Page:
SAO PAULO (Reuters) – It could be a Hollywood screenplay. Juliana Armelin and her husband Paulo Siqueira decided to radically change their lives in 2010, quitting jobs in Sao Paulo’s financial sector and moving to a farm 7 hours away to start growing coffee.
Seven years later, they clinched for a second consecutive year Brazil’s most prestigious coffee award, beating hundreds of established producers in a country that has exported coffee for more than 200 years.
“I would never imagine we could reach this status in such a short period,” Siqueira told Reuters on Friday after the couple received the annual award from Italian roaster Illy.
“I used to say that we don’t have a story on coffee, but only some chapters so far,” said Armelin.
The couple met during college, graduating in engineering from Brazil’s top ranked university, USP. They spent some years together in the United States getting Master of Business Administration degrees at the University of Chicago before starting careers in Sao Paulo.
Armelin is a former Mckinsey & Company consultant, while Siqueira held positions as a fund manager at Credit Suisse and boutique investment firm Vector Investimentos.
They ended up in the coffee business due to Armelin’s father, who decided to start producing the beans.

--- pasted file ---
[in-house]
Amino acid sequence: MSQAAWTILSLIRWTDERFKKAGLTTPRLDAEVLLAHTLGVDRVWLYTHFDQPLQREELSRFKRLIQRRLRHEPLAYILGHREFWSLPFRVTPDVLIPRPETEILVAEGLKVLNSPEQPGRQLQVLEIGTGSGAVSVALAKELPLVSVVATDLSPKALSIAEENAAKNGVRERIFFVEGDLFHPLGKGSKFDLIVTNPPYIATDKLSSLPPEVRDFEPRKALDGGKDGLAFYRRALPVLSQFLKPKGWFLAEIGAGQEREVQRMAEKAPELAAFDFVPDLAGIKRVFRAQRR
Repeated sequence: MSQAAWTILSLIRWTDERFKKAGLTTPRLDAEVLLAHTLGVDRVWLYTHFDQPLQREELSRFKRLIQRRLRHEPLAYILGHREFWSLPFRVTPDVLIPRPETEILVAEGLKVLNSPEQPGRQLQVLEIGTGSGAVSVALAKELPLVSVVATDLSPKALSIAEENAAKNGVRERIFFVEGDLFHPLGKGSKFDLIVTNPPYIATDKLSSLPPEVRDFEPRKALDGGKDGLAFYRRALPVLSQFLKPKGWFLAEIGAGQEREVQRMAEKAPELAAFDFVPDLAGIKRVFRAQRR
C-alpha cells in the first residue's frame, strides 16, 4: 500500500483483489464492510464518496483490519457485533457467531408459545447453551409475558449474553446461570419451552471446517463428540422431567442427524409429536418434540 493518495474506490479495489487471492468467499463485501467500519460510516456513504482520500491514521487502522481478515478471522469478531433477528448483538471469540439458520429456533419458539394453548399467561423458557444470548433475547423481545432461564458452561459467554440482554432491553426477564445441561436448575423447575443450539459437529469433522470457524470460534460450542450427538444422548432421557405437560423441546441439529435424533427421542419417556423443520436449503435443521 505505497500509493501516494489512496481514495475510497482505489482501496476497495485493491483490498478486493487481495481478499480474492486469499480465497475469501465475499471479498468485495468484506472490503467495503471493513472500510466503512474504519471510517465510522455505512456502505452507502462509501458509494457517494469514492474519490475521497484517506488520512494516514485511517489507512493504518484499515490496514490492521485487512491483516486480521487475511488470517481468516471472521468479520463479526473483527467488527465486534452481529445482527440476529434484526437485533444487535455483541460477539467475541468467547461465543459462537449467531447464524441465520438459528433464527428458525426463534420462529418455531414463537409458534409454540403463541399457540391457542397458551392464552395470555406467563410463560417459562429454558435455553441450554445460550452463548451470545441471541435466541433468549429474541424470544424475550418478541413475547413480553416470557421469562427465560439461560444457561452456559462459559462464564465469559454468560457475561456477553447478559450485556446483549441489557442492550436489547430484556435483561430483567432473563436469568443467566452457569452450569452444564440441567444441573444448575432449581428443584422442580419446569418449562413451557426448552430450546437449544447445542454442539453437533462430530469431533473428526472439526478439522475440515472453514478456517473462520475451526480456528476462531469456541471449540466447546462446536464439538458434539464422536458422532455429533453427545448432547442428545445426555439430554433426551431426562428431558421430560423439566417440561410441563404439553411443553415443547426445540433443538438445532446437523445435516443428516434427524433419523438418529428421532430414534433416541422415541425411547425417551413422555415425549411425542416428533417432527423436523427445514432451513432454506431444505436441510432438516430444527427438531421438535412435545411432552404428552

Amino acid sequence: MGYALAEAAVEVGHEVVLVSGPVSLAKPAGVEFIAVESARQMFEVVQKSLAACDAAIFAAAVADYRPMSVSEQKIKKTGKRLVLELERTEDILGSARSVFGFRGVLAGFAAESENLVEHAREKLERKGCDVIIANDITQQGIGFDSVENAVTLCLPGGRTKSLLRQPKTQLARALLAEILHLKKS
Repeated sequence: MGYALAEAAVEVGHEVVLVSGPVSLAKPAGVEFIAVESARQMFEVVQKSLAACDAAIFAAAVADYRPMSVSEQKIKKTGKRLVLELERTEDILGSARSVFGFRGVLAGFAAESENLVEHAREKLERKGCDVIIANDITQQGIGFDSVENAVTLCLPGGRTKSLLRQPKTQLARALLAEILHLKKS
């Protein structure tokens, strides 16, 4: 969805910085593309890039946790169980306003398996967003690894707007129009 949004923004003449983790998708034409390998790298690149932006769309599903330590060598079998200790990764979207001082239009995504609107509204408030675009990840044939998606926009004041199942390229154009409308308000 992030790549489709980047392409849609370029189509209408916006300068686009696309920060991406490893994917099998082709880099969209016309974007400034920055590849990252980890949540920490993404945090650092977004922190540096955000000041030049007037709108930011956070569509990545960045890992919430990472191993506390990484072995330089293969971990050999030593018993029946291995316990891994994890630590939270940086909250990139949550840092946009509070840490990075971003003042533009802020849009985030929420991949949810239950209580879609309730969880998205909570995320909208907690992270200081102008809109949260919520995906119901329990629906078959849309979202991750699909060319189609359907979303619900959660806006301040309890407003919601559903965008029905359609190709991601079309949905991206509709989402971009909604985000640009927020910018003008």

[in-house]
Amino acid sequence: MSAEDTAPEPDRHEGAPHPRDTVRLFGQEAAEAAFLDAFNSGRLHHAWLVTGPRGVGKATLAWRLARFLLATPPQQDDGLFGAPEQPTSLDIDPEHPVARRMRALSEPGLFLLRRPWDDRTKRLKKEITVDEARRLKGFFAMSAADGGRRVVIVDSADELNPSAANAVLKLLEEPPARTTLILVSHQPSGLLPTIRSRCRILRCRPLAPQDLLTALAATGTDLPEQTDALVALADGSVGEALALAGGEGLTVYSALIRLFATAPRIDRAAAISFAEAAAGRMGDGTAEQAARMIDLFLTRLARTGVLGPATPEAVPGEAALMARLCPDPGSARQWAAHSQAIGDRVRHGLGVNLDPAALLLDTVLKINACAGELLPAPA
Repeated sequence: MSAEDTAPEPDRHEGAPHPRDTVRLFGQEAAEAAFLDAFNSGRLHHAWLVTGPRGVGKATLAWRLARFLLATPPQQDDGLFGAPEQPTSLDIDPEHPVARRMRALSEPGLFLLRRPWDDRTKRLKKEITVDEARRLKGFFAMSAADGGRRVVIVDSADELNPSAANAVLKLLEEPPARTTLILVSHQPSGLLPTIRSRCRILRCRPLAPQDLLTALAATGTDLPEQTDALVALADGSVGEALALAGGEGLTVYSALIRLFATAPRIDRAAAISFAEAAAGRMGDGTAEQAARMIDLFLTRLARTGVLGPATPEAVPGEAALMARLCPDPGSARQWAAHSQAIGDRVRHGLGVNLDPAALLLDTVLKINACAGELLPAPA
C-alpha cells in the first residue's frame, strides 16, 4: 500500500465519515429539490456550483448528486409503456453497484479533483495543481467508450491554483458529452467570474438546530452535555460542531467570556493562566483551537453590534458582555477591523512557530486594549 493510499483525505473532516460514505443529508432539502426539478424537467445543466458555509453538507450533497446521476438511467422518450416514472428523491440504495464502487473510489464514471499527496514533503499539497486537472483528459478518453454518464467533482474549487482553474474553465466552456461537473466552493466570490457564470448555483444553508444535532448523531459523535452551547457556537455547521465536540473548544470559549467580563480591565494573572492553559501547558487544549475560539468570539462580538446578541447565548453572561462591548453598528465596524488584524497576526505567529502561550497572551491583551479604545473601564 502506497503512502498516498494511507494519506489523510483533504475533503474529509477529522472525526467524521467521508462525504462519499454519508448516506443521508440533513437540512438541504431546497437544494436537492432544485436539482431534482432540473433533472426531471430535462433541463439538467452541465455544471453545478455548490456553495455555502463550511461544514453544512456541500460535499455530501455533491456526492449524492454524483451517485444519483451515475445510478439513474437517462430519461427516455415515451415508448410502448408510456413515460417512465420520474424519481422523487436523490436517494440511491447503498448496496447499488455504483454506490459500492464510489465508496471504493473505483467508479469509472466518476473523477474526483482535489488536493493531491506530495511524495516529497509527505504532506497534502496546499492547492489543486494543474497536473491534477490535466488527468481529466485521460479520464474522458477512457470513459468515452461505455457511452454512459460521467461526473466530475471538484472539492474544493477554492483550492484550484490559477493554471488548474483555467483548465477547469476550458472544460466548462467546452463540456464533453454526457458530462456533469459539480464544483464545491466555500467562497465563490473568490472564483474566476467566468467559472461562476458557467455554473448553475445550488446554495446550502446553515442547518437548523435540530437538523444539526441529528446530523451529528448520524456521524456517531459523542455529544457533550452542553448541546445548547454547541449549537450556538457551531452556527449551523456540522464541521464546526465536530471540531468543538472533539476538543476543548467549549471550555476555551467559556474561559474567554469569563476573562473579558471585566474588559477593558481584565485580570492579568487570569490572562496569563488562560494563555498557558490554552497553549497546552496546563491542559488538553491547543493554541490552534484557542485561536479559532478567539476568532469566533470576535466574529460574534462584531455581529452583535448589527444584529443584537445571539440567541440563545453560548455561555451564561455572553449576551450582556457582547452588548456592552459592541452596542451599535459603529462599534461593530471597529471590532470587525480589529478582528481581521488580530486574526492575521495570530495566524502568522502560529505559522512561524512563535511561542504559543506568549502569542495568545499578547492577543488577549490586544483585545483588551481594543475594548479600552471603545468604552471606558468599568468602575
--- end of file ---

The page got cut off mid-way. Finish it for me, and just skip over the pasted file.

“I helped him in the research and started to like the idea. We already had thoughts at running something together,” Armelin said.
After studying the possibility, they bought a 210-hectare (518 acres) farm in the municipality of Ibiá in a coffee producing region known as the Cerrado Mineiro, in Minas Gerais state.
“It was an old cattle ranch, only pasture,” Siqueira recalled. They planted the first trees in 2011, collected the first beans two years later and had their first full harvest in 2015. Within a year, they received the first award.
The couple’s farm is a state-of-the-art facility. The fields are 100 percent irrigated, with a fully mechanized harvest. The washed arabicas are put to dry in raised beds to avoid contact with the soil, which could affect the flavor.
“We studied a lot, talked to a lot of people who knew how to produce high quality coffee and we did everything they said we should,” said Armelin. “Some people used to say that we were nerds that went to coffee production. And we used to say, ‘yes, we are'”.
The Terra Alta farm was chosen for aspects like the plentiful availability of water and its flat terrain to allow for mechanization.
The couple used as much government-backed credit as they could to buy all the equipment. “We have debt for the rest of our lives,” said Armelin, smiling.
The farm today exports 80 percent of its production, which varies from 10,000 to 13,000 60-kg bags per year. Many deals are done directly with gourmet coffee sellers in the United States.
Siquiera said the coffee community in the Cerrado region has always been very receptive, despite their unusual background.
But the couple stops short of recommending their experience to others.
“Even if you have the money, it really is not easy. Growing coffee requires extreme dedication,” Armelin said, adding that she takes care of the financial details while her husband likes to be out in the fields.
But they have no regrets. “We like this a lot. We will probably be coffee growers for the rest of our lives,” she said.
(Reporting by Marcelo Teixeira; Editing by Toni Reinhold)
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